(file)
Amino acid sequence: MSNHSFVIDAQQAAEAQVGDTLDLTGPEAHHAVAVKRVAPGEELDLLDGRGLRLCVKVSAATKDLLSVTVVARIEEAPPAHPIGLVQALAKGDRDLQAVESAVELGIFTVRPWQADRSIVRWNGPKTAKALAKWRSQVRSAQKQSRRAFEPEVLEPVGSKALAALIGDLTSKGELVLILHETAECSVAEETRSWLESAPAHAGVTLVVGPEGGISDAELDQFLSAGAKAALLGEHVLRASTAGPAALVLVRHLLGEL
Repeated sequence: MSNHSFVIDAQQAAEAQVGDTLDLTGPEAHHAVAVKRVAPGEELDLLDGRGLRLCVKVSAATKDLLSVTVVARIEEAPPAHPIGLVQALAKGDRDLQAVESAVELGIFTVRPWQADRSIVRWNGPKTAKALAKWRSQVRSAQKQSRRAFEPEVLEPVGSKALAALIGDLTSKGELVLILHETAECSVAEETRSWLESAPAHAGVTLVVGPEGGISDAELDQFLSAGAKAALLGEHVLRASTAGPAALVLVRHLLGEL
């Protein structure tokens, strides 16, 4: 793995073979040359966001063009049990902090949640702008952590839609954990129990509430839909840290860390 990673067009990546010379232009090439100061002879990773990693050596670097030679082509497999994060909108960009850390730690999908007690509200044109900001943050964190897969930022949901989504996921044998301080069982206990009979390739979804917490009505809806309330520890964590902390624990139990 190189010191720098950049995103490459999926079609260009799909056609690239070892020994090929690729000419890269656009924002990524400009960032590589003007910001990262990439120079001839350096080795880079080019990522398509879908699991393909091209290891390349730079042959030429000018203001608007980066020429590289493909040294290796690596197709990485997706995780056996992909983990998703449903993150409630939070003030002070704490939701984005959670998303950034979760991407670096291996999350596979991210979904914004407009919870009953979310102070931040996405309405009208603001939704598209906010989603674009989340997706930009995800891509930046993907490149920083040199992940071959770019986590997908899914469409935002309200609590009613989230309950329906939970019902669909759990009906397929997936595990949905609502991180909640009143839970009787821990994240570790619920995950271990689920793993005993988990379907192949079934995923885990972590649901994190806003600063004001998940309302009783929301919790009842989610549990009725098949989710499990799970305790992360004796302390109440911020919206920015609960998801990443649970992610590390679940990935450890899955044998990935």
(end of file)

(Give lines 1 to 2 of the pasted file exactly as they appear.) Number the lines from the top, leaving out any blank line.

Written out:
Amino acid sequence: MSNHSFVIDAQQAAEAQVGDTLDLTGPEAHHAVAVKRVAPGEELDLLDGRGLRLCVKVSAATKDLLSVTVVARIEEAPPAHPIGLVQALAKGDRDLQAVESAVELGIFTVRPWQADRSIVRWNGPKTAKALAKWRSQVRSAQKQSRRAFEPEVLEPVGSKALAALIGDLTSKGELVLILHETAECSVAEETRSWLESAPAHAGVTLVVGPEGGISDAELDQFLSAGAKAALLGEHVLRASTAGPAALVLVRHLLGEL
Repeated sequence: MSNHSFVIDAQQAAEAQVGDTLDLTGPEAHHAVAVKRVAPGEELDLLDGRGLRLCVKVSAATKDLLSVTVVARIEEAPPAHPIGLVQALAKGDRDLQAVESAVELGIFTVRPWQADRSIVRWNGPKTAKALAKWRSQVRSAQKQSRRAFEPEVLEPVGSKALAALIGDLTSKGELVLILHETAECSVAEETRSWLESAPAHAGVTLVVGPEGGISDAELDQFLSAGAKAALLGEHVLRASTAGPAALVLVRHLLGEL